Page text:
• #27731
        Alephy
        Participant

        Well the downsides of mesh are not a new topic for sure. There have been attempts to make a mesh that would prompt the growth of healthy tissue with eg some 3d meshes but somehow they have not met a positive response from the market somehow, and they would need to be studied further probably. As for the scar tissue and mesh I think athletes who got an implant are immediately sent to physio to reduce any scar tissue problems that might arise so I think there is also a timing component there. In any case physio is beneficial even if the scar tissue remained there..

    • #27729
      Alexander
      Participant

      Have you tried acupuncture or a medical massage therapist? I don’t know how effective those would be in the groin area, but I know people that have gotten very good results when it comes to scar tissue pain in other areas of the body.

    • #27730
      deeoeraclea
      Participant

      “Have you tried acupuncture or a medical massage therapist?”

      Yes and yes. Neither were helpful.

    • #27734
      ajm222
      Participant

      I’ve seen several on this forum who have had removal say that over long periods of time the tightness seems to very slowly get better, and the same with any lingering pain. seems it can take a very long time (a couple of years perhaps), but they suggest it’s a continual state of improvement. the best option might simply to be to continue to exercise and just move and act as you normally would and then see if in another several months you notice any more improvement (however small). if so, i think that’s a good sign that eventually it will resolve on its own.

      pain is also a funny beast, and that can occur even in the absence of anything structurally ‘wrong’ with a person’s body. meaning the signals can continue to be sent across these newly established nerve pathways even if everything has healed, and only time will serve to slowly dampen and silence these connections – like your body just takes longer to be convinced that it no longer needs to keep using these pathways to send messages/signals. and TMS theory even suggests that when under stress etc., these dormant pathways can even be lit up again and cause pain out of nowhere, decades later, again in the absence of anything structurally wrong.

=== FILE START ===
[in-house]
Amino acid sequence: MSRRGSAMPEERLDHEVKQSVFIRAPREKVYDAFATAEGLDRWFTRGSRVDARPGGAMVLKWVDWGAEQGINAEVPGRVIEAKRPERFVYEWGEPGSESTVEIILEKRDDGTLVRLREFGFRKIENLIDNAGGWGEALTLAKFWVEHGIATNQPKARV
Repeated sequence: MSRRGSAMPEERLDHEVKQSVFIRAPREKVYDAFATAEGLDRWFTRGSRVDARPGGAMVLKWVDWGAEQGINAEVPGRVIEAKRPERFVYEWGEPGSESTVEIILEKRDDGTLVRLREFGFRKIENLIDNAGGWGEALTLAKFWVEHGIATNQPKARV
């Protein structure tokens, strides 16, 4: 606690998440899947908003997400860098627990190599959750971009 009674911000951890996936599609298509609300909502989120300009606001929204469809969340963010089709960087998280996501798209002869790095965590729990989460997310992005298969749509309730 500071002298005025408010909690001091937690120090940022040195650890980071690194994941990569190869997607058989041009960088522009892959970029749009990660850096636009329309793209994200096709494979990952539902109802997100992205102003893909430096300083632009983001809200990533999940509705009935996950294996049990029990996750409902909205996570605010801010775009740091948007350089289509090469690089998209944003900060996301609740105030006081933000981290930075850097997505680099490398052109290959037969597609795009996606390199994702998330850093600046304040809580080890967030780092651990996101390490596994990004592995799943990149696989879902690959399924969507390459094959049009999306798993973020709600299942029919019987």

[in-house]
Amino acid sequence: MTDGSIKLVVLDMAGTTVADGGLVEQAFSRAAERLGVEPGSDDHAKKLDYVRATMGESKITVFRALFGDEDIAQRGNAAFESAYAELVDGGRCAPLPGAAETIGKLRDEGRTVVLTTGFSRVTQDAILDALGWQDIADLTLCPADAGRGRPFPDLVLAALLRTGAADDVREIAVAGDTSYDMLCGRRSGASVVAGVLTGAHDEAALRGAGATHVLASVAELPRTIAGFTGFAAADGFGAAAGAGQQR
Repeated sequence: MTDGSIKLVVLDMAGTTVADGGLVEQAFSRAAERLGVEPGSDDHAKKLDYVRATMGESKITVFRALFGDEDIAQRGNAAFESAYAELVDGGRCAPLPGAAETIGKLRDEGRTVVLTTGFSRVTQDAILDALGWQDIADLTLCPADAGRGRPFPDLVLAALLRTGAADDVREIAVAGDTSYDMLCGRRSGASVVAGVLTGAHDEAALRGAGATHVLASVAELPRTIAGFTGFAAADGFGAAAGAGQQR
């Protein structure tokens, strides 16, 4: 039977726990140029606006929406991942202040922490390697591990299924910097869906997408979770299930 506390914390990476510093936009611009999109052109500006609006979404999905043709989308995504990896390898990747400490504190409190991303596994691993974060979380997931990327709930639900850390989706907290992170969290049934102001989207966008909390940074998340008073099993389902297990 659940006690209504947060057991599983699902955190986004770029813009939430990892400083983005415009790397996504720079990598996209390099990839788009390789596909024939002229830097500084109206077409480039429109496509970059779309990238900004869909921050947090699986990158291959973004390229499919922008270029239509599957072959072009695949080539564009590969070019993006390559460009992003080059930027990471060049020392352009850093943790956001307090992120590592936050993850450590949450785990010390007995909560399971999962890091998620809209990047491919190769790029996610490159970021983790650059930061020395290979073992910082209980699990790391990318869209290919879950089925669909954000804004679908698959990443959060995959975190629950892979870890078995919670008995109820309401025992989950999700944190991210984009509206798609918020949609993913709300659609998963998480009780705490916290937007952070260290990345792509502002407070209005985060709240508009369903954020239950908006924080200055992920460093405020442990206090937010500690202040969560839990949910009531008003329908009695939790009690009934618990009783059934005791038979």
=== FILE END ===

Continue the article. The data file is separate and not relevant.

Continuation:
just some thoughts

    • #27736
      ajm222
      Participant

      also, you say you still have pain and tightness at 5 months. i think these were originally the reasons to get the mesh removed. would you say the removal decreased these symptoms fairly substantially? if so, and if you’re still only at 5 months out, i do think the remaining symptoms will get better slowly over time, probably completely.

      • #27737
        deeoeraclea
        Participant

        I have less pain and less tightness now than before I had the mesh removed. Also, no more foreign body sensation. It was a good decision to have the mesh removed. It was a horrible decision to put it in in the first place.

    • #27743
      ajm222
      Participant

      That’s good to know, thanks. I was thinking if my two major symptoms (same as yours, though pain now mostly gone) didn’t clear up enough, it wouldn’t be worth it.

      When you say foreign body sensation, what does that mean to you specifically? Seems there is a wide range of definitions for this.